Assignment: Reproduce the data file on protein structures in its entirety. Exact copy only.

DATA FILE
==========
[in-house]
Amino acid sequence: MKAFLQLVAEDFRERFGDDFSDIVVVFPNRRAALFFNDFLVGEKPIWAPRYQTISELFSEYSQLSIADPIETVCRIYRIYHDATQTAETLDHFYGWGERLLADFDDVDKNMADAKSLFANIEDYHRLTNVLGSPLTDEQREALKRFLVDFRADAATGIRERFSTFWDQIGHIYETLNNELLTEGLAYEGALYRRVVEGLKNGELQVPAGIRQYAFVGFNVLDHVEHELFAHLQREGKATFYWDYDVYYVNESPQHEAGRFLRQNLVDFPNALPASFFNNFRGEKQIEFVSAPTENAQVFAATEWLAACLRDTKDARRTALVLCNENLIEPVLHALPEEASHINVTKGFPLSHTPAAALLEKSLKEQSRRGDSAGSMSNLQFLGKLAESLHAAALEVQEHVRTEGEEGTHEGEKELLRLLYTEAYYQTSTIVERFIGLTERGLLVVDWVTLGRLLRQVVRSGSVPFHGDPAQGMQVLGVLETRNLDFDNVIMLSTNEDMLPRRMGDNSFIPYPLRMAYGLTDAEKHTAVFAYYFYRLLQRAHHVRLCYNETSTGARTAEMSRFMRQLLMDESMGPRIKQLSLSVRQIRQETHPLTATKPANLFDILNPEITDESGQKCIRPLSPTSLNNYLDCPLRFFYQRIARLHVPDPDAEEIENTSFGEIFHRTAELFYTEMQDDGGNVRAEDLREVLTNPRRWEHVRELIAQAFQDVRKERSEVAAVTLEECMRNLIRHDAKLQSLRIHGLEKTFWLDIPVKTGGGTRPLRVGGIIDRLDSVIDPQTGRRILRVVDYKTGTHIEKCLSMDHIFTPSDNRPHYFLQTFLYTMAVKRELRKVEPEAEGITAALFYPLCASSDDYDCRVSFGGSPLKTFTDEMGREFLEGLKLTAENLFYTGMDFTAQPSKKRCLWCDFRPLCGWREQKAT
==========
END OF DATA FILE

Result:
[in-house]
Amino acid sequence: MKAFLQLVAEDFRERFGDDFSDIVVVFPNRRAALFFNDFLVGEKPIWAPRYQTISELFSEYSQLSIADPIETVCRIYRIYHDATQTAETLDHFYGWGERLLADFDDVDKNMADAKSLFANIEDYHRLTNVLGSPLTDEQREALKRFLVDFRADAATGIRERFSTFWDQIGHIYETLNNELLTEGLAYEGALYRRVVEGLKNGELQVPAGIRQYAFVGFNVLDHVEHELFAHLQREGKATFYWDYDVYYVNESPQHEAGRFLRQNLVDFPNALPASFFNNFRGEKQIEFVSAPTENAQVFAATEWLAACLRDTKDARRTALVLCNENLIEPVLHALPEEASHINVTKGFPLSHTPAAALLEKSLKEQSRRGDSAGSMSNLQFLGKLAESLHAAALEVQEHVRTEGEEGTHEGEKELLRLLYTEAYYQTSTIVERFIGLTERGLLVVDWVTLGRLLRQVVRSGSVPFHGDPAQGMQVLGVLETRNLDFDNVIMLSTNEDMLPRRMGDNSFIPYPLRMAYGLTDAEKHTAVFAYYFYRLLQRAHHVRLCYNETSTGARTAEMSRFMRQLLMDESMGPRIKQLSLSVRQIRQETHPLTATKPANLFDILNPEITDESGQKCIRPLSPTSLNNYLDCPLRFFYQRIARLHVPDPDAEEIENTSFGEIFHRTAELFYTEMQDDGGNVRAEDLREVLTNPRRWEHVRELIAQAFQDVRKERSEVAAVTLEECMRNLIRHDAKLQSLRIHGLEKTFWLDIPVKTGGGTRPLRVGGIIDRLDSVIDPQTGRRILRVVDYKTGTHIEKCLSMDHIFTPSDNRPHYFLQTFLYTMAVKRELRKVEPEAEGITAALFYPLCASSDDYDCRVSFGGSPLKTFTDEMGREFLEGLKLTAENLFYTGMDFTAQPSKKRCLWCDFRPLCGWREQKAT